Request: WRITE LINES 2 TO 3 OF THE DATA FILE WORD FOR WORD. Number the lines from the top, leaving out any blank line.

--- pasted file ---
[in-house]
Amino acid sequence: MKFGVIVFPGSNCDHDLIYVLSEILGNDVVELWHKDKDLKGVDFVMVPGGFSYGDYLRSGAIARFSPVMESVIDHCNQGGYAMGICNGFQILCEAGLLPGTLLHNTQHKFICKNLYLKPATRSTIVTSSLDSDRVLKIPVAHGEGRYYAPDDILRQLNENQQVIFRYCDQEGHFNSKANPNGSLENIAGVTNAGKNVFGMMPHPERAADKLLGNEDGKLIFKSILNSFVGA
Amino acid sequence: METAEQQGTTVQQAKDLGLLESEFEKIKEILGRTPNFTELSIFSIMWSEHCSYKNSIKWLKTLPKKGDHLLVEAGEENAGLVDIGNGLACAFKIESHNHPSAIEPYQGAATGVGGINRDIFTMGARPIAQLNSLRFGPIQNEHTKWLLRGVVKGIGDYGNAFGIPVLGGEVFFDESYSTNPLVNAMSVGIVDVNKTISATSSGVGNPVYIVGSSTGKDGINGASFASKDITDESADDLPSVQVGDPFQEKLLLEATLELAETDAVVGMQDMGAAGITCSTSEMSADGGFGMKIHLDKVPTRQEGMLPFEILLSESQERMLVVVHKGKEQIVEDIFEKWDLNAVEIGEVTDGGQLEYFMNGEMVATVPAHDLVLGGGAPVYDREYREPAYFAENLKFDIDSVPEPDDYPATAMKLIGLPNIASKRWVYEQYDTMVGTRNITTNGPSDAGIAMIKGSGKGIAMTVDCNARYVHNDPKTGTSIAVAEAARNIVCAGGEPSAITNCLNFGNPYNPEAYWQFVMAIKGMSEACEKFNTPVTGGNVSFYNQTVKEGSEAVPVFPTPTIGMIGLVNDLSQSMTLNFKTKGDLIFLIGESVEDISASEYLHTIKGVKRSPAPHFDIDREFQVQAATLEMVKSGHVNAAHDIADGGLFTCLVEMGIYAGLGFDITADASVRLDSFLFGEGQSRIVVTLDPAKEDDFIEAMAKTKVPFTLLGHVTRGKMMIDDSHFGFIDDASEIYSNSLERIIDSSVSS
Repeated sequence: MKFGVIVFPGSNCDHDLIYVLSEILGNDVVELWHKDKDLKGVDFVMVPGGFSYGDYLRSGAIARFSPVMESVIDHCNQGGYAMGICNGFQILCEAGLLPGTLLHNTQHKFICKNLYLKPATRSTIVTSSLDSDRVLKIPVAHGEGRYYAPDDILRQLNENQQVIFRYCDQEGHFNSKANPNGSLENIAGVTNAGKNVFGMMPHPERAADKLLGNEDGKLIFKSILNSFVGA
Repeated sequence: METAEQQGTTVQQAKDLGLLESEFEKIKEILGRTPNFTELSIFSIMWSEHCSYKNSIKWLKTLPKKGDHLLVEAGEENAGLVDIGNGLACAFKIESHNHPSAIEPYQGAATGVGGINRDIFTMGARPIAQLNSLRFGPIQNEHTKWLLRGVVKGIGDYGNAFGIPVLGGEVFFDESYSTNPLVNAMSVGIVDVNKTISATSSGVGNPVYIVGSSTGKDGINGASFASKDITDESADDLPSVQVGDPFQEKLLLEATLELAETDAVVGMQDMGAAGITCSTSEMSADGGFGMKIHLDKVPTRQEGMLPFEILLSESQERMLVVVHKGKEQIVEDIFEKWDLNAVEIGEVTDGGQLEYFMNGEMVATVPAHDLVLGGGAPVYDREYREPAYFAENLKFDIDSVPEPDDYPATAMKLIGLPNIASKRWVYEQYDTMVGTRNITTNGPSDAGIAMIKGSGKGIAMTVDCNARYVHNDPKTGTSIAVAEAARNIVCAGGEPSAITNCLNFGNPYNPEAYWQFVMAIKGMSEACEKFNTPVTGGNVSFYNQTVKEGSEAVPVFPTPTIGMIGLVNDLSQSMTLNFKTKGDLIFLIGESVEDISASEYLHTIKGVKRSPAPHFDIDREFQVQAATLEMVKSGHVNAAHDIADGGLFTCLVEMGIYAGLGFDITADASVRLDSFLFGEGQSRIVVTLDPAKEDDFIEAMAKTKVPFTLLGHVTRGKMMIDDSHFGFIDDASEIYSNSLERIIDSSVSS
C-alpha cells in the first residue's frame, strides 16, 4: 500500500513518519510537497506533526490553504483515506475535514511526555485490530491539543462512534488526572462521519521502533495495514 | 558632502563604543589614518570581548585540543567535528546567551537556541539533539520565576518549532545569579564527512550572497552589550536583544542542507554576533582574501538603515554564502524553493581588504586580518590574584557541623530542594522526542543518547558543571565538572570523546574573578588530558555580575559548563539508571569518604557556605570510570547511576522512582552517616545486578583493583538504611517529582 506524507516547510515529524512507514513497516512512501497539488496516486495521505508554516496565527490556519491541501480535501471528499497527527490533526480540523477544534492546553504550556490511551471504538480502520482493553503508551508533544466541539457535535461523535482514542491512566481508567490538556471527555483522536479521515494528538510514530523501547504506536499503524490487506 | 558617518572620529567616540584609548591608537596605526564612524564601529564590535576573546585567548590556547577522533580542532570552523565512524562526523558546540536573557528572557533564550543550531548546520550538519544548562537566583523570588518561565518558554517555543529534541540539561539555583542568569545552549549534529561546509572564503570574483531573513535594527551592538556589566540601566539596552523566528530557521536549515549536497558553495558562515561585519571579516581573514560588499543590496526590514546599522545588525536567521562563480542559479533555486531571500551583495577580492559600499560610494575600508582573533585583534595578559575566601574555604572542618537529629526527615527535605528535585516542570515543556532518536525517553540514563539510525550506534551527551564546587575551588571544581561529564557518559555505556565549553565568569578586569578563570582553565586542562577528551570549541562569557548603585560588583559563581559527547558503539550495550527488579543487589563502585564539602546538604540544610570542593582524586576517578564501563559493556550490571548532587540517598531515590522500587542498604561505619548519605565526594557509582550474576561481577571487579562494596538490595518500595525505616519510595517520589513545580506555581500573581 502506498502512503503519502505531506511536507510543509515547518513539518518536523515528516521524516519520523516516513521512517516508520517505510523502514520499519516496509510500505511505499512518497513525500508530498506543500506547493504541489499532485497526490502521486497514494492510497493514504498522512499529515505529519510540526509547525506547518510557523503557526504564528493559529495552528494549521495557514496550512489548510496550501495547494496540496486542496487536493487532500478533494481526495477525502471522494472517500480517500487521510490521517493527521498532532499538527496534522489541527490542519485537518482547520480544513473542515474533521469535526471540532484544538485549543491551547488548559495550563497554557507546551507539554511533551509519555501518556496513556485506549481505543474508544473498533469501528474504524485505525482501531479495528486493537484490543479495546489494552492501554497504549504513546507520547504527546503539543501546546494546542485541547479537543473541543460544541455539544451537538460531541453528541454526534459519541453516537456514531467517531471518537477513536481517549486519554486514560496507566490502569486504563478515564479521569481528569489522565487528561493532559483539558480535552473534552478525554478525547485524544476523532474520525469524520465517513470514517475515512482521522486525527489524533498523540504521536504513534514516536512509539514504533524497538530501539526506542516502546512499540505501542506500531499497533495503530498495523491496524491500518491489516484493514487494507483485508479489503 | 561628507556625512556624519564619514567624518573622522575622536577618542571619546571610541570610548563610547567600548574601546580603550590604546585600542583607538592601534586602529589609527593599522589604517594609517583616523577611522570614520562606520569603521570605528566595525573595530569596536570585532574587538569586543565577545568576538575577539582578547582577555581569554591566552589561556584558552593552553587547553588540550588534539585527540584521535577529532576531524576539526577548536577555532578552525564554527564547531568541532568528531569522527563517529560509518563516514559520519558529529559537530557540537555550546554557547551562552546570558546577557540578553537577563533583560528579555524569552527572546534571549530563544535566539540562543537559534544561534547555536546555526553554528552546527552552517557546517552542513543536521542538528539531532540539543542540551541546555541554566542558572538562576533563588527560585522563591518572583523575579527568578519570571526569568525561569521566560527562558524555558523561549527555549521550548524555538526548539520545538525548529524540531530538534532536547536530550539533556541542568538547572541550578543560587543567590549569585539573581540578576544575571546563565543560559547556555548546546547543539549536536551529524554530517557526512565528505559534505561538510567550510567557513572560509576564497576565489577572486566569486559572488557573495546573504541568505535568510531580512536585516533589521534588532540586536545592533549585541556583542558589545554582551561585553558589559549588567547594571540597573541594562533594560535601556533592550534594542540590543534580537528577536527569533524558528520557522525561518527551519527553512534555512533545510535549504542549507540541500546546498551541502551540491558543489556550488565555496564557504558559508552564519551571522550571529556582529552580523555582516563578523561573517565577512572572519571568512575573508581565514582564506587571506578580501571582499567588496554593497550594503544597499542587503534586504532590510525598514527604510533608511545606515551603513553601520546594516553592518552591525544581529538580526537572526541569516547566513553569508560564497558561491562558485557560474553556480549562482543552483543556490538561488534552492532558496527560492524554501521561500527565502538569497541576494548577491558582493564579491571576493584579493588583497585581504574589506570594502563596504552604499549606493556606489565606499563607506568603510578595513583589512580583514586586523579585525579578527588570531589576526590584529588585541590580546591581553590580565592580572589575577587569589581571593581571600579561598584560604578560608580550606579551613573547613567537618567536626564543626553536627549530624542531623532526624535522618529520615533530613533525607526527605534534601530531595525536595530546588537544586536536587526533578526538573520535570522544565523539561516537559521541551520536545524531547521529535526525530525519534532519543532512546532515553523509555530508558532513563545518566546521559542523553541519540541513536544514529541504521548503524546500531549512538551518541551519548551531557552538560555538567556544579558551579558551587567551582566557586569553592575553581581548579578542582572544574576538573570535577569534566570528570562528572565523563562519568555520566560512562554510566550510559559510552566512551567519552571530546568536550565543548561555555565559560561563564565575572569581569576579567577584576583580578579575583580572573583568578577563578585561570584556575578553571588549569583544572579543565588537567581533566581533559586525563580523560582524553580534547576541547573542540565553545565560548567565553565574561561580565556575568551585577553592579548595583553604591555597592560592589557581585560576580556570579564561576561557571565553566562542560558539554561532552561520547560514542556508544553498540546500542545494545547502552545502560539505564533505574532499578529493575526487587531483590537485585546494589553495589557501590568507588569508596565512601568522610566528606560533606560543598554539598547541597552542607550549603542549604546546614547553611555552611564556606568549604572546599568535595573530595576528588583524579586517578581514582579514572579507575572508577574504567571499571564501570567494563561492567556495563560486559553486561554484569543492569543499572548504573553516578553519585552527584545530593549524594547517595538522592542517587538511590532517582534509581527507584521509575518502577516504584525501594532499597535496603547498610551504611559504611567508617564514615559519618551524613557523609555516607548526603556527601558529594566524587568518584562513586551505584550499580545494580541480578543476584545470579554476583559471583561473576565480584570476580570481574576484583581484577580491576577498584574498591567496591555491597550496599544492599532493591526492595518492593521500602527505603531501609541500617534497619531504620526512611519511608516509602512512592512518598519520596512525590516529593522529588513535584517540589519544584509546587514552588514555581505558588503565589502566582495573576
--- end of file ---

Amino acid sequence: MKFGVIVFPGSNCDHDLIYVLSEILGNDVVELWHKDKDLKGVDFVMVPGGFSYGDYLRSGAIARFSPVMESVIDHCNQGGYAMGICNGFQILCEAGLLPGTLLHNTQHKFICKNLYLKPATRSTIVTSSLDSDRVLKIPVAHGEGRYYAPDDILRQLNENQQVIFRYCDQEGHFNSKANPNGSLENIAGVTNAGKNVFGMMPHPERAADKLLGNEDGKLIFKSILNSFVGA
Amino acid sequence: METAEQQGTTVQQAKDLGLLESEFEKIKEILGRTPNFTELSIFSIMWSEHCSYKNSIKWLKTLPKKGDHLLVEAGEENAGLVDIGNGLACAFKIESHNHPSAIEPYQGAATGVGGINRDIFTMGARPIAQLNSLRFGPIQNEHTKWLLRGVVKGIGDYGNAFGIPVLGGEVFFDESYSTNPLVNAMSVGIVDVNKTISATSSGVGNPVYIVGSSTGKDGINGASFASKDITDESADDLPSVQVGDPFQEKLLLEATLELAETDAVVGMQDMGAAGITCSTSEMSADGGFGMKIHLDKVPTRQEGMLPFEILLSESQERMLVVVHKGKEQIVEDIFEKWDLNAVEIGEVTDGGQLEYFMNGEMVATVPAHDLVLGGGAPVYDREYREPAYFAENLKFDIDSVPEPDDYPATAMKLIGLPNIASKRWVYEQYDTMVGTRNITTNGPSDAGIAMIKGSGKGIAMTVDCNARYVHNDPKTGTSIAVAEAARNIVCAGGEPSAITNCLNFGNPYNPEAYWQFVMAIKGMSEACEKFNTPVTGGNVSFYNQTVKEGSEAVPVFPTPTIGMIGLVNDLSQSMTLNFKTKGDLIFLIGESVEDISASEYLHTIKGVKRSPAPHFDIDREFQVQAATLEMVKSGHVNAAHDIADGGLFTCLVEMGIYAGLGFDITADASVRLDSFLFGEGQSRIVVTLDPAKEDDFIEAMAKTKVPFTLLGHVTRGKMMIDDSHFGFIDDASEIYSNSLERIIDSSVSS